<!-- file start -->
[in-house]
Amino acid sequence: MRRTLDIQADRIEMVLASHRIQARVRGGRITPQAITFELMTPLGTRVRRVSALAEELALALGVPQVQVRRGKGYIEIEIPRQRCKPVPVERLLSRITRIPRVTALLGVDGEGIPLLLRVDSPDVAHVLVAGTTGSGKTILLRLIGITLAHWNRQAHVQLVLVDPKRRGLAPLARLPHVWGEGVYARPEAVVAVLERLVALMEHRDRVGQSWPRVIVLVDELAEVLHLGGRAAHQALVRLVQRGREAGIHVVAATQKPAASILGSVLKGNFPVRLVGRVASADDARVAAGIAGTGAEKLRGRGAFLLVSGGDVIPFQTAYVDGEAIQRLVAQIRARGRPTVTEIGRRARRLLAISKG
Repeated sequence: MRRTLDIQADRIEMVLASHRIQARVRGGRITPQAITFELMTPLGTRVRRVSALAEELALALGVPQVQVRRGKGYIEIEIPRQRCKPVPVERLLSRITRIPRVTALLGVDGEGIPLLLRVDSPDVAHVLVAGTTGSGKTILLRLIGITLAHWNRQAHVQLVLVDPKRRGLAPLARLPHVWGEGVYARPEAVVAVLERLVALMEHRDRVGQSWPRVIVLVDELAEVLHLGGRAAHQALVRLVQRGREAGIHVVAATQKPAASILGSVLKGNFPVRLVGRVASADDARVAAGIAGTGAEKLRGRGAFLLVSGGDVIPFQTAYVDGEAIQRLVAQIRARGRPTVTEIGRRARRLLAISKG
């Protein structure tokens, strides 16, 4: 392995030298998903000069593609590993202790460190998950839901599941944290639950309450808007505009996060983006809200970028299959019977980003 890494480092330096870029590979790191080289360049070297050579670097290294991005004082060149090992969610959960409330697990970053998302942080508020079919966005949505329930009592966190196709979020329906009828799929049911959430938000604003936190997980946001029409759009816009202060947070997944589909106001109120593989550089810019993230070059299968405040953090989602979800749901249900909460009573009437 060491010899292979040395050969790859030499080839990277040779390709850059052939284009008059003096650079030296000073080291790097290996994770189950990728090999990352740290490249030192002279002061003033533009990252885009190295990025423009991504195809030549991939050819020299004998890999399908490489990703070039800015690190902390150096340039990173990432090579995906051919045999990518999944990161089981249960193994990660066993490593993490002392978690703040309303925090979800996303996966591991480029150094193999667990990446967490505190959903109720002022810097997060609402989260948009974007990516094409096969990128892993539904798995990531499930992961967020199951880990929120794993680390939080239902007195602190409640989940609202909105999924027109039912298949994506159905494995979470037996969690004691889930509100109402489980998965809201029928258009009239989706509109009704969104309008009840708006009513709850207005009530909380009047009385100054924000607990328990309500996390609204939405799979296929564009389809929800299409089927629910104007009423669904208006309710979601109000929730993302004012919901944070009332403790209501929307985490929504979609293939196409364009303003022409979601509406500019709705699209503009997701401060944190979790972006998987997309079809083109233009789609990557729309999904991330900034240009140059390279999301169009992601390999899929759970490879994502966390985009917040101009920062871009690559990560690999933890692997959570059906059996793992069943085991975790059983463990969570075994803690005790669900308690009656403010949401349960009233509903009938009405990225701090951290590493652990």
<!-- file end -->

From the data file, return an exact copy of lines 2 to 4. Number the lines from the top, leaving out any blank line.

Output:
Amino acid sequence: MRRTLDIQADRIEMVLASHRIQARVRGGRITPQAITFELMTPLGTRVRRVSALAEELALALGVPQVQVRRGKGYIEIEIPRQRCKPVPVERLLSRITRIPRVTALLGVDGEGIPLLLRVDSPDVAHVLVAGTTGSGKTILLRLIGITLAHWNRQAHVQLVLVDPKRRGLAPLARLPHVWGEGVYARPEAVVAVLERLVALMEHRDRVGQSWPRVIVLVDELAEVLHLGGRAAHQALVRLVQRGREAGIHVVAATQKPAASILGSVLKGNFPVRLVGRVASADDARVAAGIAGTGAEKLRGRGAFLLVSGGDVIPFQTAYVDGEAIQRLVAQIRARGRPTVTEIGRRARRLLAISKG
Repeated sequence: MRRTLDIQADRIEMVLASHRIQARVRGGRITPQAITFELMTPLGTRVRRVSALAEELALALGVPQVQVRRGKGYIEIEIPRQRCKPVPVERLLSRITRIPRVTALLGVDGEGIPLLLRVDSPDVAHVLVAGTTGSGKTILLRLIGITLAHWNRQAHVQLVLVDPKRRGLAPLARLPHVWGEGVYARPEAVVAVLERLVALMEHRDRVGQSWPRVIVLVDELAEVLHLGGRAAHQALVRLVQRGREAGIHVVAATQKPAASILGSVLKGNFPVRLVGRVASADDARVAAGIAGTGAEKLRGRGAFLLVSGGDVIPFQTAYVDGEAIQRLVAQIRARGRPTVTEIGRRARRLLAISKG
């Protein structure tokens, strides 16, 4: 392995030298998903000069593609590993202790460190998950839901599941944290639950309450808007505009996060983006809200970028299959019977980003 890494480092330096870029590979790191080289360049070297050579670097290294991005004082060149090992969610959960409330697990970053998302942080508020079919966005949505329930009592966190196709979020329906009828799929049911959430938000604003936190997980946001029409759009816009202060947070997944589909106001109120593989550089810019993230070059299968405040953090989602979800749901249900909460009573009437 060491010899292979040395050969790859030499080839990277040779390709850059052939284009008059003096650079030296000073080291790097290996994770189950990728090999990352740290490249030192002279002061003033533009990252885009190295990025423009991504195809030549991939050819020299004998890999399908490489990703070039800015690190902390150096340039990173990432090579995906051919045999990518999944990161089981249960193994990660066993490593993490002392978690703040309303925090979800996303996966591991480029150094193999667990990446967490505190959903109720002022810097997060609402989260948009974007990516094409096969990128892993539904798995990531499930992961967020199951880990929120794993680390939080239902007195602190409640989940609202909105999924027109039912298949994506159905494995979470037996969690004691889930509100109402489980998965809201029928258009009239989706509109009704969104309008009840708006009513709850207005009530909380009047009385100054924000607990328990309500996390609204939405799979296929564009389809929800299409089927629910104007009423669904208006309710979601109000929730993302004012919901944070009332403790209501929307985490929504979609293939196409364009303003022409979601509406500019709705699209503009997701401060944190979790972006998987997309079809083109233009789609990557729309999904991330900034240009140059390279999301169009992601390999899929759970490879994502966390985009917040101009920062871009690559990560690999933890692997959570059906059996793992069943085991975790059983463990969570075994803690005790669900308690009656403010949401349960009233509903009938009405990225701090951290590493652990």